Ukraine has hardened its line and Ukrainian President Volodymyr Zelenskiy has said that he is not prepared to start peace talks with the Kremlin until Russia is driven out of the Crimea and the Donbas region. “Ukraine will take back Crimea by any means we deem right,” Zelenskiy told the delegates to the summit.

Ukraine has scored a series of spectacular strikes against a Russian airbase in Crimea and the headquarter of the Black Sea fleet in Sevastopol in the last two weeks, the first time the fighting has spilled over into the Crimea, and thousands of panicked Russian holiday makers immediately fled the peninsula.

The Crimea summit saw many of Ukraine’s most ardent allies add to the rhetoric and call for more aid for Kyiv.

Polish President Andrzej Duda was in attendance and said: "Crimea is and will be a part of Ukraine, just like Gdansk and Lublin are part of Poland." Duda said that the entire territory of Ukraine must be liberated, including the territories that Russia occupied before February 24, and promised Poland will support Ukraine until "the last day of the fight."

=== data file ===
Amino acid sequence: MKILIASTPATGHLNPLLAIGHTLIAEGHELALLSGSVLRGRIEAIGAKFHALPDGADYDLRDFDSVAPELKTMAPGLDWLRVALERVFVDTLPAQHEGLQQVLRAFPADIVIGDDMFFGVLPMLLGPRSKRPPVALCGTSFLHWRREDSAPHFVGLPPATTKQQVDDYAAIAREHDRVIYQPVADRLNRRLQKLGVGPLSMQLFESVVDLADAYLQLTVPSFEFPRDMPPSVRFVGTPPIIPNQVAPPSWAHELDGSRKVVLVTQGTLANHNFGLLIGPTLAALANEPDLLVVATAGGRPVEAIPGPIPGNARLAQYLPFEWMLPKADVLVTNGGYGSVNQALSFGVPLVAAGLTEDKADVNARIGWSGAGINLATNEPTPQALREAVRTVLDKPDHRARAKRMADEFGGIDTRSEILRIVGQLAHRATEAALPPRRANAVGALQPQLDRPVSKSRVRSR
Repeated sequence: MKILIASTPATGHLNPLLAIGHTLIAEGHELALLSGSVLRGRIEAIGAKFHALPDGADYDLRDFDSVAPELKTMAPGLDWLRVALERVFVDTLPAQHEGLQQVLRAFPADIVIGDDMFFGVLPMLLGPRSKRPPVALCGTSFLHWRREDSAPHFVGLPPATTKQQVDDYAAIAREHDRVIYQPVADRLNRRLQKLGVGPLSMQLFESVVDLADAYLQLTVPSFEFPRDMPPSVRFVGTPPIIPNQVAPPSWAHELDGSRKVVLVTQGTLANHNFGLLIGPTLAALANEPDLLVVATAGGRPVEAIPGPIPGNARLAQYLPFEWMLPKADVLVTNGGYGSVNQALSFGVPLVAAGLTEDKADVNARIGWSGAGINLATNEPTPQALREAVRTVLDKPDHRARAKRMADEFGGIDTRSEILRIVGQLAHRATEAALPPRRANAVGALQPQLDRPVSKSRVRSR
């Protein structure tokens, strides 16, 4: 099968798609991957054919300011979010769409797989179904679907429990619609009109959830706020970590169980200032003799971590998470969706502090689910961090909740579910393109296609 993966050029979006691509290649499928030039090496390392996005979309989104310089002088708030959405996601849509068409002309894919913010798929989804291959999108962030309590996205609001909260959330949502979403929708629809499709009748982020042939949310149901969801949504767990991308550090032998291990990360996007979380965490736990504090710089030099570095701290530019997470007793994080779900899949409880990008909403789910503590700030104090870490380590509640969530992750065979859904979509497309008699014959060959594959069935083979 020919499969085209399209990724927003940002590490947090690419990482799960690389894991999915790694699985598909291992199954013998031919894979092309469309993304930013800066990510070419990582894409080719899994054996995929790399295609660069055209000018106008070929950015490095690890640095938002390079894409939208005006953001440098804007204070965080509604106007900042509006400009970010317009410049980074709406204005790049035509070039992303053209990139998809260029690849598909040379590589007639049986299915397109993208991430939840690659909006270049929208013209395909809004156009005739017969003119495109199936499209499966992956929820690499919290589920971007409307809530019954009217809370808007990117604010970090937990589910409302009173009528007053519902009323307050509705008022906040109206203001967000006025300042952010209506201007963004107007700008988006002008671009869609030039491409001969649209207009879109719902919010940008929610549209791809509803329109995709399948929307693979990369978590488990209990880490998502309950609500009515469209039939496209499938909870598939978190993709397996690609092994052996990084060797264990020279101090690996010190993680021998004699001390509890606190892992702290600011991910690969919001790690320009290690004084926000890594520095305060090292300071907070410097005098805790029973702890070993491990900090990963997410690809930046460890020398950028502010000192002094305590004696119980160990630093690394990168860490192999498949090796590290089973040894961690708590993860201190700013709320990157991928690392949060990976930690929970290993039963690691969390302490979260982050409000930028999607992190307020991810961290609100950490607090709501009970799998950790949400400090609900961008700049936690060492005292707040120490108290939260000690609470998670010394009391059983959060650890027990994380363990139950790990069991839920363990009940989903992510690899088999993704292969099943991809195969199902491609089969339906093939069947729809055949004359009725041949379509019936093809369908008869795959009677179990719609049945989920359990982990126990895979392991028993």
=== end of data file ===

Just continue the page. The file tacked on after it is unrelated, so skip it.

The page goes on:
The US also upped its commitment to Ukraine promising a fresh $3bn in military aid for Kyiv during the summit that comes on the eve to Ukraine’s independence day celebration that tragically also marks a full six months of war.

US officials told The Associated Press that details of what is in the new package is expected to be announced on independence day on August 24 but included will be money to fund contracts for as many as three types of drones, and other weapons, ammunition and equipment to help fight a long war marking a shift in strategy by the White House.